Nearly two-thirds of Americans want abortion laws to be decided by voters and their elected state representatives instead of the courts, according to a new poll. And this is expected to become a reality if the United States Supreme Court overturns the 1973 Roe v. Wade decision that legalized abortion nationwide.
A survey of 1,200 registered voters conducted by pollster Scott Rasmussen and RMG Research from May 5-7, asked respondents for their thoughts on the contentious issue of abortion. The poll comes after Politico published a leaked draft majority opinion in the case of Dobbs v. Jackson Women’s Health, where a majority of Supreme Court justices seemed inclined to uphold Mississippi’s 15-week abortion ban while declaring that Roe “must be overruled.”
Should the leaked draft opinion become the final majority opinion when the Supreme Court makes a final ruling in the Dobbs case, the legality of abortion would be decided on a state-by-state basis. The Rasmussen poll revealed that 65% of Americans want “voters and their elected representatives” to “decide the laws governing abortion,” which they would have the opportunity to do in the absence of Roe.
By contrast, just 18% of respondents believe that “judges and courts” should decide abortion laws, as they have effectively done for nearly half a century after Roe struck down all state laws prohibiting abortion. In an effort to nullify the effect of a Supreme Court decision overturning Roe, congressional Democrats have worked to pass legislation that would codify the right to abortion established by the 1973 decision into federal law.
A bill titled the "Women’s Health Protection Act" passed the Democrat-controlled U.S. House last year but has twice failed to secure enough votes for passage in the evenly divided Senate, most recently on Wednesday.
Rasmussen queried voters on whether they supported a proposed law “that would make abortion legal at any point during a pregnancy, up to the moment of birth.” A plurality of respondents (45%) said that they “strongly oppose” such a proposal, while an additional 18% said they “somewhat oppose” the idea of legal abortion up until the moment of birth. Although nearly two-thirds of Americans either somewhat or strongly oppose legislation making abortion legal until the moment of birth, 16% asserted that they “somewhat favor” doing so along with 14% who “strongly favor” a liberal abortion bill.
Additionally, Rasmussen asked voters whether a political candidate’s position on abortion would make them more likely or less likely to vote for that person: “Other things being equal, would you be more or less likely to vote for a candidate who wants abortion to be legal at any point during a pregnancy?”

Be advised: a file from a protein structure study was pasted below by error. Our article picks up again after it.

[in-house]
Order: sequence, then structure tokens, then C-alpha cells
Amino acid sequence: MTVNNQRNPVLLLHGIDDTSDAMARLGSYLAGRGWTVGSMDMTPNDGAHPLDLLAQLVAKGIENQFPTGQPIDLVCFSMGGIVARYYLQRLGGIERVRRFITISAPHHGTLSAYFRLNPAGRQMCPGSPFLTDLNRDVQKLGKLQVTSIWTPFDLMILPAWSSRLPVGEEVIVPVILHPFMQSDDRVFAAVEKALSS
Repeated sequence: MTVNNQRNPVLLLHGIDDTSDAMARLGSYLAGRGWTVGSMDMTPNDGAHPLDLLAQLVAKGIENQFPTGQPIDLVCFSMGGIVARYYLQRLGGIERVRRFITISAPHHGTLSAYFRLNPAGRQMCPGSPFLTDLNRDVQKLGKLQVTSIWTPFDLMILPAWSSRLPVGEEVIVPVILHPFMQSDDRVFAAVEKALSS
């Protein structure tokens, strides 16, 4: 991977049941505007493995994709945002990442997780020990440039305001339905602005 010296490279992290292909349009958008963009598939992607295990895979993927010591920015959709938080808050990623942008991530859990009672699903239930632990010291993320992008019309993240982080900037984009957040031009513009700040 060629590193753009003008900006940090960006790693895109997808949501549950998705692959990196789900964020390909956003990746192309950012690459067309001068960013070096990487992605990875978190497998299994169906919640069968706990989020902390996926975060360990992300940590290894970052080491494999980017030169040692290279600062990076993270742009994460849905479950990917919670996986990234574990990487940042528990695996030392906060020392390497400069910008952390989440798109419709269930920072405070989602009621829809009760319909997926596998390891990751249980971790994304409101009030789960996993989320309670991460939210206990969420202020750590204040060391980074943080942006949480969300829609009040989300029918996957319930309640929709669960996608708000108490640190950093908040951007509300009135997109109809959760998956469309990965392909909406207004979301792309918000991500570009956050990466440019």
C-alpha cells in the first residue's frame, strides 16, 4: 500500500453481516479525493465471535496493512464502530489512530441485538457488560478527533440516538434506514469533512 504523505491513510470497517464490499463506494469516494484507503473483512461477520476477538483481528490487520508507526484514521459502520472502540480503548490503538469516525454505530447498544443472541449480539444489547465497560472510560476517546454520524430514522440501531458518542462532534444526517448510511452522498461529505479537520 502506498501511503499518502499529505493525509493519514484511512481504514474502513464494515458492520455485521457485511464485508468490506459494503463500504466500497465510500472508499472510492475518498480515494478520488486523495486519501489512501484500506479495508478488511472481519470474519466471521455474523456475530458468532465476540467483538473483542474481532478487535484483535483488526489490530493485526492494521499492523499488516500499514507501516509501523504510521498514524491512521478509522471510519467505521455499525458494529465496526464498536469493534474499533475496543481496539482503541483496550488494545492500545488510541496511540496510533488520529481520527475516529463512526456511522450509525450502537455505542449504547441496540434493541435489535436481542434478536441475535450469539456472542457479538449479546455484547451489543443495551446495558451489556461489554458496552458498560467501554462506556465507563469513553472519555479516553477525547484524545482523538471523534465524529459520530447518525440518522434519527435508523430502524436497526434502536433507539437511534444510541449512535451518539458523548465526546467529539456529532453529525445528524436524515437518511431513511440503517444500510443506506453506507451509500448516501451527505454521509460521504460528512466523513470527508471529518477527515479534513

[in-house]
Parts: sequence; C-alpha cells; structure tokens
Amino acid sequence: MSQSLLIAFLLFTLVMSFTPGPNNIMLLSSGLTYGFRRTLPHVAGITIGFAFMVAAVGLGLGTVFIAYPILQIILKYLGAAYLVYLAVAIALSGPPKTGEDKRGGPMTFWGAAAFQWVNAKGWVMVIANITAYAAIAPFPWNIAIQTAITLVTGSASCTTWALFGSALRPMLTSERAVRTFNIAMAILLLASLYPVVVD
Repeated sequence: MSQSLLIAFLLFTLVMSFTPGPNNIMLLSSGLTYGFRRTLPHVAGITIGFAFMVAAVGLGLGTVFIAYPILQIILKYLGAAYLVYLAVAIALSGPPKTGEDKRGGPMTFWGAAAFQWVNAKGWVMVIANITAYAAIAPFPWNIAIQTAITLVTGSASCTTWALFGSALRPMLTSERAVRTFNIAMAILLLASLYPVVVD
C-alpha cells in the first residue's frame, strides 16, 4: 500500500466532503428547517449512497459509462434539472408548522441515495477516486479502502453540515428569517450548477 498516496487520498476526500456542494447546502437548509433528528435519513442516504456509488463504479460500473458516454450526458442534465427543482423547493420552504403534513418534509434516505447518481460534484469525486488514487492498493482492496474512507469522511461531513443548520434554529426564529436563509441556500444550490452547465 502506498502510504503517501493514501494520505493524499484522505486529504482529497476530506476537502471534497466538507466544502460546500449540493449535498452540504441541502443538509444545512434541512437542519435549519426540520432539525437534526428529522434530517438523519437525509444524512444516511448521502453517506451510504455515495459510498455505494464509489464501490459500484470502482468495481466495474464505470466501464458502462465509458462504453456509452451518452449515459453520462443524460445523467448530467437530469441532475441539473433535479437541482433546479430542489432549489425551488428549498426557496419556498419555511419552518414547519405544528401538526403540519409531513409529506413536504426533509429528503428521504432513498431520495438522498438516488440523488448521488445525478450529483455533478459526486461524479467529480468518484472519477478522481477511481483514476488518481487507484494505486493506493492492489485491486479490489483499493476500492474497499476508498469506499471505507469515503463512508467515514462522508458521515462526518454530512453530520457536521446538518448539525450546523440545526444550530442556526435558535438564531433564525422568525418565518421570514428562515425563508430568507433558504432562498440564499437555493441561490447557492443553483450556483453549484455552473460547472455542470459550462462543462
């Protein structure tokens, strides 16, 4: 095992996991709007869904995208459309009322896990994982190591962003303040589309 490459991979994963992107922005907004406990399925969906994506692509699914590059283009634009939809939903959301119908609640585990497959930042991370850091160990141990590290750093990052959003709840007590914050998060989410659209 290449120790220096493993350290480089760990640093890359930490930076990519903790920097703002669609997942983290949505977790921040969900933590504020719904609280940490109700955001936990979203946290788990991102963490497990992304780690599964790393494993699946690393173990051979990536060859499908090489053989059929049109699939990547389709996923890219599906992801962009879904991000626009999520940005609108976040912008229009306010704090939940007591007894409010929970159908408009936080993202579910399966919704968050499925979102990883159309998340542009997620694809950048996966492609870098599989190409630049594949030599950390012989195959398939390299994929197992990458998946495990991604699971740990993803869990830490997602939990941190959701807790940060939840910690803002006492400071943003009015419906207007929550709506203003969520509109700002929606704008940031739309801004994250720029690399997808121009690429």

A plurality of respondents (39%) insisted that they were “much less likely” to vote for a candidate supporting legal abortion throughout all nine months, and another 16% were “somewhat less likely” to support such a candidate. Sixteen percent of those surveyed described themselves as “somewhat more likely” to support a candidate who wants abortion to be legal throughout all nine months of pregnancy, and 17% identified themselves as “much more likely” to vote for a candidate if they supported legal abortion up until the moment of birth.
The remaining questions in the survey asked voters for their thoughts on President Joe Biden’s job performance, how closely they have been following the developments in the Dobbs case, and their perceptions of how the American people feel about the issue of abortion. The survey results illustrated a high level of interest in the Dobbs case among the American people, with 33% saying they have followed recent news stories about the case “very closely” and 39% claiming to have followed them “somewhat closely.”
The 72% of Americans who said they are following the Dobbs case “very/somewhat closely” represents a substantial increase from the 53% who said the same in a Rasmussen poll conducted on Jan. 27-28. Interest in the case has also increased slightly compared to a Rasmussen poll taken on May 3-4, where 69% of respondents reported following it “very/somewhat closely.”
When asked if “most voters believe that abortion should be legal at any point during a pregnancy,” 22% of respondents replied “Yes,” while 49% responded “No.”
If Roe is overturned, individual states will embrace a wide range of policies regarding abortion. In 21 states, strict abortion restrictions or complete bans on abortion would go into effect in the absence of Roe.
In 16 states that have codified a right to abortion into state law, the killing of preborn babies will remain legal throughout much of the entirety of a pregnancy. Ten states will see little change in their existing abortion laws, while voters in the remaining three states might have an opportunity to enact their preferred abortion policies at the ballot box in the near future.
Ryan Foley is a reporter for The Christian Post. He can be reached at: firstname.lastname@example.org